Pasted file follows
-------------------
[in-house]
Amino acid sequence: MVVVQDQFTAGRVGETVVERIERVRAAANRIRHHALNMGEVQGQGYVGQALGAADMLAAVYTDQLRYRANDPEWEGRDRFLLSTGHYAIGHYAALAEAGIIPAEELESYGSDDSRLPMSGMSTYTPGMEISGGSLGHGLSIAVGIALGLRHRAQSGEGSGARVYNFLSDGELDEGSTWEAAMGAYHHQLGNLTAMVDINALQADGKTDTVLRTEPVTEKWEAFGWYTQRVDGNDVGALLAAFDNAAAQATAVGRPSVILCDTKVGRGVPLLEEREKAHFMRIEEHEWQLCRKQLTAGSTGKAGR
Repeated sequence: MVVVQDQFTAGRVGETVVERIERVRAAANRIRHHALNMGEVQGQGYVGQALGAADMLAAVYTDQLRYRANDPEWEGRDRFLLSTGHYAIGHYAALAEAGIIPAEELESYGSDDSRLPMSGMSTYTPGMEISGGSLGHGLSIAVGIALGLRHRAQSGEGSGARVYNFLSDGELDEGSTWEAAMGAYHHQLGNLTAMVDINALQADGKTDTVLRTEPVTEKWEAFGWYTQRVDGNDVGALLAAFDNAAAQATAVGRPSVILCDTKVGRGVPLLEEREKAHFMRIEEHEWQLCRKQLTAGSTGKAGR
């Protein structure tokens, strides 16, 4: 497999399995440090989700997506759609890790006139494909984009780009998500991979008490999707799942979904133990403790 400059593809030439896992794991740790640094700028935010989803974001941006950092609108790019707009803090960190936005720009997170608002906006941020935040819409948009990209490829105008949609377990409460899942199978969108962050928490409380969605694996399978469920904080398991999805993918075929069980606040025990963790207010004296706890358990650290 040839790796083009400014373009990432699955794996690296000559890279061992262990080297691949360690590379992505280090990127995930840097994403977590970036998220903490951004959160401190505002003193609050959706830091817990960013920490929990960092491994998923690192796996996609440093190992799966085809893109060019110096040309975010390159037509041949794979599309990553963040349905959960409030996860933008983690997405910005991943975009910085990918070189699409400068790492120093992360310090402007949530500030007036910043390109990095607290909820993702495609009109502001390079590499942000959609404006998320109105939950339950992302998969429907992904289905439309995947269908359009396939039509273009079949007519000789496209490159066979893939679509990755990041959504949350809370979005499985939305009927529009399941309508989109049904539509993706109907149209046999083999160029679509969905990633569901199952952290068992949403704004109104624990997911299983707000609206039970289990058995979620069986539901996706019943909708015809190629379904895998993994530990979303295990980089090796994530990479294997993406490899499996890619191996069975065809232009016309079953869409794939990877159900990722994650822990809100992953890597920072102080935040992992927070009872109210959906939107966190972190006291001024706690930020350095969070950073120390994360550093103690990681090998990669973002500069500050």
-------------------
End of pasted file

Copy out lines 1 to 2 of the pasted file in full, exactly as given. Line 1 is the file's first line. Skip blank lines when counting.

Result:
[in-house]
Amino acid sequence: MVVVQDQFTAGRVGETVVERIERVRAAANRIRHHALNMGEVQGQGYVGQALGAADMLAAVYTDQLRYRANDPEWEGRDRFLLSTGHYAIGHYAALAEAGIIPAEELESYGSDDSRLPMSGMSTYTPGMEISGGSLGHGLSIAVGIALGLRHRAQSGEGSGARVYNFLSDGELDEGSTWEAAMGAYHHQLGNLTAMVDINALQADGKTDTVLRTEPVTEKWEAFGWYTQRVDGNDVGALLAAFDNAAAQATAVGRPSVILCDTKVGRGVPLLEEREKAHFMRIEEHEWQLCRKQLTAGSTGKAGR